Enter the work of Nadav Kander. I love the personality of the subject being infused throughout the portraits in the Solitary series. Each is very telling to their attitude at time of the photograph and offers a glimpse at their personality. I believe many of these photos, not all, follow a constructionist approach. In such that they use body language to build a conveyed emotion and develop atmosphere. There are so many to choose from here but I will focus on the Yorgos Lanthimos I portrait. The contrast from his blackened silhouette to the white background is stark, but almost evokes the feel of a missing persons poster. That is until the slither of light that enters the frame, cuts directly across his face to reveal a single eye gazing at you. Mystery, suspense, and drama all immediately come to mind. I would definitely like to replicate the use of a single “slithering” light in our portraits during lab.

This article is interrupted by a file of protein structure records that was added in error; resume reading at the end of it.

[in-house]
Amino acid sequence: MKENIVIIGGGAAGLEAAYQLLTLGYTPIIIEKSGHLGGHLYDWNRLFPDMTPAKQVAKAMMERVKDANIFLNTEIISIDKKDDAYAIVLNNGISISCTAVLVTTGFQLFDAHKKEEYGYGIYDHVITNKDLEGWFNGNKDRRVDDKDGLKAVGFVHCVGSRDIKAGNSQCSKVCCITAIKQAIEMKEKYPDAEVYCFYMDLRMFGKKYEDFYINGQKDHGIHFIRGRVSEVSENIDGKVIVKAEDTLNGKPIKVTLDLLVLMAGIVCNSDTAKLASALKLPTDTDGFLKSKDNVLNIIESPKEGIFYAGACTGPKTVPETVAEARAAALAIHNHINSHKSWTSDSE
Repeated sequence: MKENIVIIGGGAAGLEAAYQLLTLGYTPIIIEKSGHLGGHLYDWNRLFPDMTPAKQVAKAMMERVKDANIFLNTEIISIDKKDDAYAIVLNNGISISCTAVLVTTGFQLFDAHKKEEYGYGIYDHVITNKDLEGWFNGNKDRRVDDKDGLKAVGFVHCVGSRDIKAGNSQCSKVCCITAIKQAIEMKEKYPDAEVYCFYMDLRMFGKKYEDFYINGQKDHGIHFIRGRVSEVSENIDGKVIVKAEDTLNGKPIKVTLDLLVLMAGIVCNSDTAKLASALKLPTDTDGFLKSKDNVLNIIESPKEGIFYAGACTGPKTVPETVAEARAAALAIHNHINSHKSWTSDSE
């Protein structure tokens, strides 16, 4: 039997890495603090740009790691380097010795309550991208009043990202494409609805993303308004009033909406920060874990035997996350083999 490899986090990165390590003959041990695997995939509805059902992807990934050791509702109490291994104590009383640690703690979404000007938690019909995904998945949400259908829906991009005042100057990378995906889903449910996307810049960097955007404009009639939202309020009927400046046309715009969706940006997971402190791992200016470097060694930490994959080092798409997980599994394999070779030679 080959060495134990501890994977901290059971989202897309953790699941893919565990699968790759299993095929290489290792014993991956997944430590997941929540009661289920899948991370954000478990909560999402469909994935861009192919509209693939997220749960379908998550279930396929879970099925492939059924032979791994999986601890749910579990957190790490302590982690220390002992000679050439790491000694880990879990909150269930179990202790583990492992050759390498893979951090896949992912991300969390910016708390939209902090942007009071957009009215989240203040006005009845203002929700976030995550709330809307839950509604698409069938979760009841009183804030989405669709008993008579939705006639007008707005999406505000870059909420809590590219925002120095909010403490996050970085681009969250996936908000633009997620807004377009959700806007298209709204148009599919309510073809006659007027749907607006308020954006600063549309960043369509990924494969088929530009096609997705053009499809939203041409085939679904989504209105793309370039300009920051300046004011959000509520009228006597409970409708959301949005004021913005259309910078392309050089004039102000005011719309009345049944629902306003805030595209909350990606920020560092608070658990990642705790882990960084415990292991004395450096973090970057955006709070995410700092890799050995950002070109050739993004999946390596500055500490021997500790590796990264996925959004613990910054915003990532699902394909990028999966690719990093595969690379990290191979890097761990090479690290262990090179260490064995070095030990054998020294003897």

Yousef Karsh has worked with some very polarizing figures. After viewing the samples in his gallery, one could say his calling card aesthetic is that of black and white portraiture. I elect to speak on the Ernest Hemmingway portrait. I love the level of contrast all throughout this photograph. The striations in his hair, his forehead wrinkles, the fluff of his sweater, and heft of his beard, each adds another layer of texture to this photograph. These are definitely brought to light (pun intended) by the use of at least a key, and fill (light) to create then brighten the shadows. His body is positioned straight forward but his head turns slightly, yet not enough to re-create a three-quarters view.Print this page